With health costs rising and costly medical innovations on the horizon, it’s crunch time for health funding. In the lead up to the May budget, The Conversation’s experts will explore the options for reining in costs – but warn governments must make some tough decisions.
Health spending is eating up more and more of government budgets, both state and federal. In fact, government health spending grew 74% over the past decade, far faster than GDP, which grew by 46% above CPI.
Health spending started from a large base too. Australian governments are spending almost A$42 billion more this year in real terms on health than they did a decade ago, compared to A$28 billion more on welfare and A$22 billion more on education.
For government budgets, health is a big deal and getting bigger. Grattan Institute’s new report, Budget Pressures on Australian Governments shows that health expenses are 19% of Australian government budgets (state and federal), compared to 17% in 2002 to 03.
Although all categories of government health spending are growing, some are growing faster than others.
The biggest and fastest-growing spending category in health is hospitals – they get almost A$18 billion in real terms more than in 2002-03, an increase of over 95%.
The next biggest category is primary care and medical services, which includes Medicare. It has grown by over 60%, accounting for a further A$11 billion increase.
Other areas of health, such as pharmaceuticals and subsidies for private health insurance, have grown substantially but off much smaller bases.
Why are health costs rising?
Received wisdom is that rising health costs are all about demographic change, but this is not true. Together, population growth and the ageing population structure accounted for only a quarter of government expenditure growth above CPI since 2002-2003. A further 5% of the growth comes from health inflation growing faster than CPI.
The rest of the increase is due to people of all ages getting more and more expensive services per person. On average, a 50-year-old now is seeing doctors more often, having more tests and operations, and taking more prescription drugs, than a 50-year-old did ten years ago. The quality of the treatment they are getting has improved in many cases, and there are new treatments that did not exist in 2003.
There’s no reason to think that this trend will slow down in the next ten years without major policy reform. Government health spending now consumes an additional 1% of GDP compared to a decade ago; this is projected to increase to 2% in the next ten years.
Both costs and benefits
Spending more on health is not necessarily a bad thing – in fact, it’s exactly what you would expect an advanced, prosperous economy to do. The [international evidence shows](http://www.oecd.org/els/health-systems/49105858.pdf](http://www.oecd.org/els/health-systems/49105858.pdf) that as economies grow, so too does health spending.
We can treat all sorts of conditions more effectively now than we used to, and it’s having an impact. Life expectancy for those aged 65 has been rising rapidly since 1970. Death rates from conditions where health care might make a difference are going down.
But someone is going to have to pay for the better treatment that benefits us all. Tough policy choices will need to be made to either increase government revenues, or keep a lid on costs.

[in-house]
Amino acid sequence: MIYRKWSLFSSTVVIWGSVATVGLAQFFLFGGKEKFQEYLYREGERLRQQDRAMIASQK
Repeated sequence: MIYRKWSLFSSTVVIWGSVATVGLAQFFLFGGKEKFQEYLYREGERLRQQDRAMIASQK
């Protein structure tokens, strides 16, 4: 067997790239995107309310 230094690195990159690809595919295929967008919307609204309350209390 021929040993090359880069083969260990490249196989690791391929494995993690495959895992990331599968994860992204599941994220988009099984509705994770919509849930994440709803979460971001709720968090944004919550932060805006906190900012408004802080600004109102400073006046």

How to reduce health spending
Reducing health spending growth will not be easy. As Grattan’s Game-changers report last year showed, Australia already has one of the OECD’s most efficient health systems, in terms of life expectancy achieved for dollars spent.
Sweeping cuts to health funding, or shifting costs to consumers, could have serious consequences. Blunt cost-cutting risks reducing health and well-being, and could ultimately lead to higher government costs due to illness, increased health-care needs and lower workforce participation.
But not every dollar we spend on health care is well spent and the best way to start is by focusing on efficiency. One area we do know that there’s room for improvement is pharmaceuticals. As Grattan’s report Australia’s Bad Drug Deal shows, Australia’s Pharmaceutical Benefits Scheme pays at least A$1.3 billion a year too much for prescription drugs.
There are real savings to be made from reforming our drug purchase process, bargaining harder on generic drug prices, and encouraging drug substitutions.
In terms of hospital efficiency, which varies greatly across the country, governments have agreed to introduce a new funding formula, based on paying for hospital activity using a “national efficient price”. This is a good first step to reduce waste, but there is more room for reform.
Under current public hospital funding arrangements, the “national efficient price” pays extra for complex patients, regardless of whether the complexity is caused by things that happened after the patient was admitted or whether they arrived at the hospital in that condition. Why do we still pay more to hospitals which have higher rates of mistakes or mishaps?
Getting rid of waste sounds easy, but every dollar of health spending is someone’s dollar of income, and there are plenty of vested interests who want to keep their revenue stream.
Of course, not all health spending is waste, not by a long shot. But even if we make tough choices about waste, we might still be left with the next choice. Do we want to put our hands in our pockets to fund more health care with increased taxes, or will something else have to give?
This is the first part of our series Health Rationing. Stay tuned for more articles in the lead up to the May budget and click on the links below:
Part two: Explainer: what is health rationing?
Part three: A conversation that promises savings worth dying for
Part four: Phase out GP consultation fees for a better Medicare
Part five: Focus on prevention to control the growing health budget